Playing Russian Roulette with online pharmacies: If it walks like a duck, quacks like a duck, it may not be a duck
First let me state that I was not snooping on my coworker. I work in a large office area that has many cubicles and very high ceilings. The acoustics in here are great–if you want an audience. This worker is in his late sixties, and he tends to speak loudly all the time. So it’s impossible not to overhear his conversations (unless I get up and leave my desk).
During this particular conversation with his wife, he was apparently instructing her to use her Medicare Part D benefit to fill an expensive prescription one time at the local pharmacy. After that one time, he advised, she could fill the script through an online pharmacy to save money.
I wanted to jump over my cubicle right there and then and warn him of the dangers of using online pharmacies, many of which are stocking their “shelves” with unsafe, counterfeit drugs. I restrained myself, and decided to blog on the subject instead.
In March 2011, CBS’ 60 Minutes reported on the proliferation of counterfeit drug makers, who often use ingredients such as highway paint, floor wax, and boric acid to keep prices down. According to the report, many of these drugs are sold by rogue Internet pharmacies, including those that claim to be real Canadian pharmacies but are in fact not legitimate and not based in Canada. The abundance of fake drugs is in fact so great that any consumer who purchases drugs through an online pharmacy is playing Russian roulette.
During a raid on a fake drug manufacturing plant in Lima, Peru, a global security team made up of former FBI, Homeland Security, and narcotics agents, and headed by John Clark of Pfizer, discovered counterfeit Pfizer drugs lying in dirty pans in a filthy apartment. “If the consumer ever realized that products that they’re putting inside their bodies come from this, from dirty water…insects and everything else getting into it…I think they’d be horrified,” Clark said.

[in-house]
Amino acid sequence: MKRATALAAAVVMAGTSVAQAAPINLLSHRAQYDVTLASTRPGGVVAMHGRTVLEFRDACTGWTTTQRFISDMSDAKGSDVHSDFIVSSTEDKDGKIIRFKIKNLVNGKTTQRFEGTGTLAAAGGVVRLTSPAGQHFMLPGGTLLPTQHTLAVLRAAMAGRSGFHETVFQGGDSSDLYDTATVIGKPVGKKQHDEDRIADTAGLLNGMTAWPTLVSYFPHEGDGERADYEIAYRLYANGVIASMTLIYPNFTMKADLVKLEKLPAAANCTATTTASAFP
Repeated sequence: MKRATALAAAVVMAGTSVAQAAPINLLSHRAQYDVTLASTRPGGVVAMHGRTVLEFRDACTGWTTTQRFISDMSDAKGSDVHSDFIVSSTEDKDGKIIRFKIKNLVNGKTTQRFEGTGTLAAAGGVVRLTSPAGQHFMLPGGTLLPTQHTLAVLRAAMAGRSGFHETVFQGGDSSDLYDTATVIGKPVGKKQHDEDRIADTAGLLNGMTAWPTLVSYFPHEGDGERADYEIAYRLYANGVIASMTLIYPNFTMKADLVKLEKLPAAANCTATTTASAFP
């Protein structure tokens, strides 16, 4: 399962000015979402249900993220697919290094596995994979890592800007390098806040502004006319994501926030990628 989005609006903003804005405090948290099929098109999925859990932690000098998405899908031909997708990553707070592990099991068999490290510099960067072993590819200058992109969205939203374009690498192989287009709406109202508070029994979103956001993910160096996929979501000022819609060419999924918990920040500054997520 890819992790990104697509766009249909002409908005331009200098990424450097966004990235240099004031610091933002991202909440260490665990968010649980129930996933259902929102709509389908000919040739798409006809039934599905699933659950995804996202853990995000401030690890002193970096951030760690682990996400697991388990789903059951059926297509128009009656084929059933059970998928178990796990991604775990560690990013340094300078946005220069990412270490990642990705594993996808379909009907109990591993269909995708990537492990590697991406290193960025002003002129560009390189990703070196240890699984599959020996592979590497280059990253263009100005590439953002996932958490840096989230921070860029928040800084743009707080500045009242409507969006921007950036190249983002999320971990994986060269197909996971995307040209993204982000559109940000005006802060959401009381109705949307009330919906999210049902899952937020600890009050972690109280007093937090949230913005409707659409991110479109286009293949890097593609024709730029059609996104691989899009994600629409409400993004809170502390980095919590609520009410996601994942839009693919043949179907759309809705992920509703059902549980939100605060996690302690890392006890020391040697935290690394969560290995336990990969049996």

The issue of illegitimate online pharmacies is of such great concern in this country that combating these fake drug sellers has even garnered bipartisan support. This week, Senators Dianne Feinstein (D-Calif.) and Jeff Sessions (R-Ala.) introduced the Online Pharmacy Safety Act of 2011 to stop criminals from exploiting the Internet to illegally sell prescription drugs. The legislation targets fraud associated with illegitimate online drug sellers, particularly those who sell counterfeit drugs, provide drugs without a prescription, or take money without providing anything in return. The bill, which requires the Food and Drug Administration to establish a registry of legitimate online pharmacy websites, is co-sponsored by Senators Charles Schumer (D-N.Y.) and John Cornyn (R-Texas).
Better options to lower your drug costs
There are much better ways to lower your drug costs than by filling your prescriptions through online pharmacies. Using lower-cost generic drugs or legitimate mail-order pharmacies owned and operated by U.S. health plans and pharmacy benefit managers are two of the best ways to save. Discount prescription drug cards and prescription savings programs are also helpful if you are not yet eligible for Medicare, or you can check with your state to see if it offers help paying drug plan premiums and/or other drug costs.
Medicare and Social Security have a program for people with limited income and resources that helps you pay for your prescription drugs. If you qualify, you could pay between $1 and $6 for each drug. To apply, visit www.socialsecurity.gov or call 1-800-772-1213. TTY users should call 1-800-325-0778.